Name Changes and Criminal History
Name Change of an Adult
You can change your name for almost any reason. For instructions and forms, go to I want to change my name. But you will need to show that you are not asking for your name change to do something illegal, like lie to others or run away from law enforcement or creditors.
To ask a court for your name change, you send in a petition that includes basic identifying information and a fingerprint card. Some counties might make you get a full background check as well. You might also have to give the court additional information if you have a criminal history.
Class A or Class B Misdemeanor Records
You must tell the court about any felony or class A or B misdemeanor charges that have been brought against you. This may include dismissed or sealed charges, and people are often surprised to learn that dismissed charges will appear in their background check. You can find resources for help related to your criminal history in the Criminal Records and Traffic section of TexasLawHelp.
Class C Misdemeanor Records
You do not have to tell the court about class C misdemeanors. Class Cs include traffic tickets and other types of tickets where you cannot be sentenced to jail, you can only be told to pay a fine.
Depending on the county where you file, you may have to get a full background check. You can get your background check done anyway to find out what charges you might have to tell the court about.
Texas's most complete background check is the Criminal History Report from the Texas Department of Public Safety.
You can learn how to get your DPS Criminal History Report under Question 1 on the DPS FAQ page. Ask a lawyer if you have questions about your criminal history or how to find your criminal history information.
Registered Sex Offenders
If you have to register as a sex offender, you must let local law enforcement know that you are going to ask for a name or gender marker change. You will need to show the court proof that you told law enforcement. This is usually done with a letter sent by certified mail, so that you get a receipt and proof your letter was delivered.
If you were convicted of a felony, you must wait two years after you complete your entire sentence before you may ask for a name change.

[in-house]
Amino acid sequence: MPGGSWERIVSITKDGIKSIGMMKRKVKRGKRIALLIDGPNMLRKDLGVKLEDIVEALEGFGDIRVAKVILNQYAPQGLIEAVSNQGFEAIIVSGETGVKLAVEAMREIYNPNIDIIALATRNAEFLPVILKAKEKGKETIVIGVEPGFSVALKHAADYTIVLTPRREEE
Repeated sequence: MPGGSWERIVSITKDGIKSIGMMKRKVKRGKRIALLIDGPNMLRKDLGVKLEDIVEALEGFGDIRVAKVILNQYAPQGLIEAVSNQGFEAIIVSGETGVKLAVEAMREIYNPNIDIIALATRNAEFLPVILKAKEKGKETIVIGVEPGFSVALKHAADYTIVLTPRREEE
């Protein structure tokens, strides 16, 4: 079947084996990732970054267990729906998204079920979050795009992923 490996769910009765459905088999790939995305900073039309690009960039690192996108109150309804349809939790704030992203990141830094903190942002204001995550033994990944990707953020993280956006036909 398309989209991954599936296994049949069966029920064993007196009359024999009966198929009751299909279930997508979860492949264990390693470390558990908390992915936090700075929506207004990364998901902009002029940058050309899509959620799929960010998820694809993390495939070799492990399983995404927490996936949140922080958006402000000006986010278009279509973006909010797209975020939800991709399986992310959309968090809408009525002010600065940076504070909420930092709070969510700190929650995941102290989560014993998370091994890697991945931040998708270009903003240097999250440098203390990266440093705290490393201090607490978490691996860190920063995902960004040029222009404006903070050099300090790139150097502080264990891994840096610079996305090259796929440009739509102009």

- If you finished your sentence in jail, you would need to wait two years from the day you were released.
- If you were in jail and then released on parole, you would need to wait two years from the day you are discharged from parole.
- If you were placed on probation, you will need to wait two years from the day you complete probation.
If you finished your sentence in jail or on parole, you can try to get your certificate of discharge from the Classification and Records Division of the Texas Department of Criminal Justice. If you finished your sentence on probation, you can try to ask the Court that sentenced you or the Probation Department that supervised you for your certificate of completion of probation. If you have multiple felony convictions, you need a certificate of discharge or completion of probation for each. Your DPS Criminal History Report may also include enough sentencing information that you can use it as proof to show it’s been more than two years since you completed your sentence.
NOTE: A new Texas law was passed in 2019. Now, if you’ve been convicted of a felony, you can change your name to the primary name listed in your criminal history without waiting two years. This may help if you’ve been using your chosen name for a long time, and your chosen name is the primary name in your criminal history. You can check which names are listed in your criminal history by getting your DPS Criminal History Report using the instructions above.
How do I update my criminal history and background checks?
Criminal records cannot be changed. Any criminal records under your old name that show up in a background check will continue to show up. However, there are two types of checks—fingerprint-based checks and name-based checks. A fingerprint-based check will most likely associate you with any criminal records under your old name, while a name-based check might not. But name-based checks may use other identifying information, such as your birth date or social security number. Your other identifying information will match with your old records, but the person asking for the background check may or may not actually connect those records to you if you’ve legally changed your name.
Name-based background checks may also search for additional information besides just your criminal history, such as old education and employment records or credit information. Again, even if you’ve legally changed your name, your other identifying information may show a match with records under your old name, but the person asking for the background check may or may not actually connect those records with you.
Learn how to get your DPS Criminal History Report under Question 1 on the DPS FAQ page.
I want to change my name.
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